For seven years the interim orders issued by the Bombay High Court prevented the implementation of new rules that could have seen restriction of the size and number of ads of tobacco products at retail outlets. However the Supreme Court has now suspended the interim orders, stating that the rules do not infringe on the fundamental rights of the petitioners.
The apex court bench of Justice G.S. Singhvi and Justice Gyan Sudha Misra suspended the operation of the high court order on a petition by NGO Health for Million.
Counsel Prashant Bhushan, who appeared for the NGO, claimed the high court's order on provisions restricting advertisements of tobacco products had resulted in the non-implementation of a beneficial legislation.
While issuing notice to the central government and five other respondents, the court observed that "there is total frustration of an act framed in public interest".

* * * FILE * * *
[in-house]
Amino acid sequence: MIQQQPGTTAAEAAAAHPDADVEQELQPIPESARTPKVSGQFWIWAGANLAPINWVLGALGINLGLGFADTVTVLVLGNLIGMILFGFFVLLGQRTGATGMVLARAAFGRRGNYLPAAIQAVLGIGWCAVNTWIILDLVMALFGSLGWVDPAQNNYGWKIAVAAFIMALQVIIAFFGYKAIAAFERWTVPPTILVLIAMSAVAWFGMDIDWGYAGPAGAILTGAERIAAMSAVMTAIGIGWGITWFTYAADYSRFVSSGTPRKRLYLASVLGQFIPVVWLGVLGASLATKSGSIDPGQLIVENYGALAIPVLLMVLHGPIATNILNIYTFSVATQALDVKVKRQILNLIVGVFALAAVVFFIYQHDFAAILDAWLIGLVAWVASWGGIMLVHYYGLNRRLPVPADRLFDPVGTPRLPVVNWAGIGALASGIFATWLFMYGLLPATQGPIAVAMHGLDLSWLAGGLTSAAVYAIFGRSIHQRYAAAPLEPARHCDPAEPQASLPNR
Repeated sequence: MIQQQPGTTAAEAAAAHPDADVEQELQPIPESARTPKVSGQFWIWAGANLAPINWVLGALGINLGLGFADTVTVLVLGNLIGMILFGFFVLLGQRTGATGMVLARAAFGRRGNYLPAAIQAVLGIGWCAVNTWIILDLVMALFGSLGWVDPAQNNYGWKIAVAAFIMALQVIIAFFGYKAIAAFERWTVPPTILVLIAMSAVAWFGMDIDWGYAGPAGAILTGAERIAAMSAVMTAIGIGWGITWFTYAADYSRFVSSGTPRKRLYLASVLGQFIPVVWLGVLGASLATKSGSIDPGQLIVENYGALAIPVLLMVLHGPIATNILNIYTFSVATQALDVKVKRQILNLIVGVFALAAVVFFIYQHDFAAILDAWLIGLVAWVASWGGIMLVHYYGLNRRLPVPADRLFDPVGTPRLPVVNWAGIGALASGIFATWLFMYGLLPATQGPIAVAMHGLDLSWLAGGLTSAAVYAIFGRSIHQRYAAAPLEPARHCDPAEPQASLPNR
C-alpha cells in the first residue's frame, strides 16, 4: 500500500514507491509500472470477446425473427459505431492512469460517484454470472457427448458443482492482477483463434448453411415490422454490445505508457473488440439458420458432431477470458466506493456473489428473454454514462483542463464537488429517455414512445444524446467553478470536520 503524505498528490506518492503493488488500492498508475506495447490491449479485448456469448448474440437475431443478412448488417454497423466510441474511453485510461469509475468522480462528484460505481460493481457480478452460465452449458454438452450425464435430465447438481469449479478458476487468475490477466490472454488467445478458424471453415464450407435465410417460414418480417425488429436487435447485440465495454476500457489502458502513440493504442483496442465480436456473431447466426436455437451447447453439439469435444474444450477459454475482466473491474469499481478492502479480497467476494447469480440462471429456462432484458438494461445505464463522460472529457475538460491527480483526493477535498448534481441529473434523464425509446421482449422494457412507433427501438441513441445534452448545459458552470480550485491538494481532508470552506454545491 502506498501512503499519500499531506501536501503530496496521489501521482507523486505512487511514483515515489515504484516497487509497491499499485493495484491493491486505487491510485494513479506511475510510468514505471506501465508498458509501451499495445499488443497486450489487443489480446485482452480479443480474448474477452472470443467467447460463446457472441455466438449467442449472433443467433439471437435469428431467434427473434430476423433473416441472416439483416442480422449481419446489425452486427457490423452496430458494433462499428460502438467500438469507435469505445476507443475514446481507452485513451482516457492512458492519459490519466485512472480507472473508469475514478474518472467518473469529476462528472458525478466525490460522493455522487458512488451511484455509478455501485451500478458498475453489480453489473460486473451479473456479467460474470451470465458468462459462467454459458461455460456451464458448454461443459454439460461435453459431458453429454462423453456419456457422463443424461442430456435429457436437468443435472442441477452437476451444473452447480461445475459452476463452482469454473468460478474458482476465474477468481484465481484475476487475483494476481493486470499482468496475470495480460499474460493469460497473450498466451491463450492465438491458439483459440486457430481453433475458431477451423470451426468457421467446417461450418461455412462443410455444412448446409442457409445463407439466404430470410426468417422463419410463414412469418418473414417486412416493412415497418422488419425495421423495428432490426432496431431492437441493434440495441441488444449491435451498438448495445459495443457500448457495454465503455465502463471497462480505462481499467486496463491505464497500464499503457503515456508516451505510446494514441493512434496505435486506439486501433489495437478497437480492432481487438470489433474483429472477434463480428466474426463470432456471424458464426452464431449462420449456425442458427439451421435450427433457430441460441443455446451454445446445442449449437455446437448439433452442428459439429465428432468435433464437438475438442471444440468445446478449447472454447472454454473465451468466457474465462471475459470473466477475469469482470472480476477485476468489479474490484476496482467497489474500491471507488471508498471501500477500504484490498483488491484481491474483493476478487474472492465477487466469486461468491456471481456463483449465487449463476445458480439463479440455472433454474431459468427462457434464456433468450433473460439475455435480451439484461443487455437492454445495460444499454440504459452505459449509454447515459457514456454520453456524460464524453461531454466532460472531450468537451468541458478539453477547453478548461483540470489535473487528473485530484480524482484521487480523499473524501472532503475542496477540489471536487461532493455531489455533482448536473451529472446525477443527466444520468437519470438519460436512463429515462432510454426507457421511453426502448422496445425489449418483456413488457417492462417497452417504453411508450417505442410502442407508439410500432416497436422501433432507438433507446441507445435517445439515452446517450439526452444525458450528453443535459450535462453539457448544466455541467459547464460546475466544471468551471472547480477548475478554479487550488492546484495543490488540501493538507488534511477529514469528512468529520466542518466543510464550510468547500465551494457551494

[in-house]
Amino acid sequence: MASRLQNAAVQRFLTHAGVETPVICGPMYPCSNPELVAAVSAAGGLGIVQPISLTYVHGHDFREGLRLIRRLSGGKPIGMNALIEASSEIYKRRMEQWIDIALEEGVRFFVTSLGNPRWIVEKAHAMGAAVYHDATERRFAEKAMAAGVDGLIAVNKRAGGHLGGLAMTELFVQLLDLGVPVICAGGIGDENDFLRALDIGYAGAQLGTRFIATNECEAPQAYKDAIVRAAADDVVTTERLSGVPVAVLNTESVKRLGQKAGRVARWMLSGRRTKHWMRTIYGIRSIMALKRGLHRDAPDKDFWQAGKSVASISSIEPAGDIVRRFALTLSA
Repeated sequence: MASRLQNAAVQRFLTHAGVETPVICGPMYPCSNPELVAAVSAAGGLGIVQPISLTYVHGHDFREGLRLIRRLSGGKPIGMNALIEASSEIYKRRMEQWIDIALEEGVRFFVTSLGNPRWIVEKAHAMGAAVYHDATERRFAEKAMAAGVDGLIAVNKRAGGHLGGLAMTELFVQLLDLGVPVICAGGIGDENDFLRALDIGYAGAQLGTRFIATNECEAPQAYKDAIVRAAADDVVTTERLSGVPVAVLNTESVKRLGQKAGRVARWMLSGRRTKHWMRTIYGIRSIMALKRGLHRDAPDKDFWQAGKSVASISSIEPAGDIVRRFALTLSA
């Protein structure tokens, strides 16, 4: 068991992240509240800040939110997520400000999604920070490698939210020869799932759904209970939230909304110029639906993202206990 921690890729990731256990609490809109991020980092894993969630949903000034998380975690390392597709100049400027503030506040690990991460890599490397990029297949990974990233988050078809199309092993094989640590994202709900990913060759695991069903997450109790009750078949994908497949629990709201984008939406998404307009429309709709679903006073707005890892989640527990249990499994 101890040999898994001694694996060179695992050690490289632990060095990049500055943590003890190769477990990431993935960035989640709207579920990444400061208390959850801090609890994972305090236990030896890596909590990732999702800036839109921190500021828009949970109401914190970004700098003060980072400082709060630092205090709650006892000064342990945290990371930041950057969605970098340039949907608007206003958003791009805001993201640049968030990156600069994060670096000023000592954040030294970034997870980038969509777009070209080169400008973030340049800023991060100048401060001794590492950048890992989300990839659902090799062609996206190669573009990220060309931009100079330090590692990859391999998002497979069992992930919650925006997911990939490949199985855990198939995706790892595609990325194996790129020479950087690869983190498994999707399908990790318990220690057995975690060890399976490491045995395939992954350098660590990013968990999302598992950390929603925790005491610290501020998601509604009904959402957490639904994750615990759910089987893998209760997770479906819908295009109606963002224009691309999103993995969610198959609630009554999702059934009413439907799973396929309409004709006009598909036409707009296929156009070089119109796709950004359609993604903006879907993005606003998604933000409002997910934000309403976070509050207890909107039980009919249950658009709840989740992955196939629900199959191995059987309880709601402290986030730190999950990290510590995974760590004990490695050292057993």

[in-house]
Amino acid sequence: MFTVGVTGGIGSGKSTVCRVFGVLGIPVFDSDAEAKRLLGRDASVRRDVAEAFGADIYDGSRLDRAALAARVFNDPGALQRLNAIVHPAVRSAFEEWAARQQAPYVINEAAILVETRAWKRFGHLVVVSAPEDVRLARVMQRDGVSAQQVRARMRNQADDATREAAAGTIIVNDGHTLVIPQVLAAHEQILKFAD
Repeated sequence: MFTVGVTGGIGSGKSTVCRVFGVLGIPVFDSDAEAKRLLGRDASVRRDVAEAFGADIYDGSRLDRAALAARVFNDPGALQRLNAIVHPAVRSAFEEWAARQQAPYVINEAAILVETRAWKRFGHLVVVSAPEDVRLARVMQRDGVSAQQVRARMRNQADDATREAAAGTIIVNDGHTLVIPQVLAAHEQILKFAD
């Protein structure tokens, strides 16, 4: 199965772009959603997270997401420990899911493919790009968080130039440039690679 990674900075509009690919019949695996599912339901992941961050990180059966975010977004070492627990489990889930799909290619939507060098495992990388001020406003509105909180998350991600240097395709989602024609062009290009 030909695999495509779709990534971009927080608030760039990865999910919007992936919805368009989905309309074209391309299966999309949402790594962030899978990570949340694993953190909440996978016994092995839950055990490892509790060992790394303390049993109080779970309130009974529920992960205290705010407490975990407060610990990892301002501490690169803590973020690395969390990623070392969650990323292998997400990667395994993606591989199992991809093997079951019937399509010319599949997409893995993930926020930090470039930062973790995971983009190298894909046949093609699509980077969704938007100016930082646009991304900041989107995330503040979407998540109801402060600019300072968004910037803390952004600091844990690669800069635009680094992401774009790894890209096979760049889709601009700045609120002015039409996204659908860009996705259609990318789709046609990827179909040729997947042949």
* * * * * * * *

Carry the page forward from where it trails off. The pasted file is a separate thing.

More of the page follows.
The court found it surprising that the high court's interim orders had been continuing for seven years.
The high court Dec 19, 2005, and March 27, 2006, granted interim stay of the operation, implementation and effect of Rules 2(c), 2(e), 4, 5(3) and 5(4) of the Cigarettes and Other Tobacco Products (Prohibition of Advertisement and Regulation of Trade and Commerce, Production, Supply and Distribution) Rules, 2004, and the amended rules of 2005.
The rules says that the size of the board used for the advertisement of the cigarette and other tobacco products at warehouse or retail outlets shall not exceed 90-60 centimetres and the number of such boards shall not exceed two.
The NGO said that the high court failed to appreciate that none of the fundamental rights, violation of which had been alleged by petitioners before it, were in fact violated by the legislation.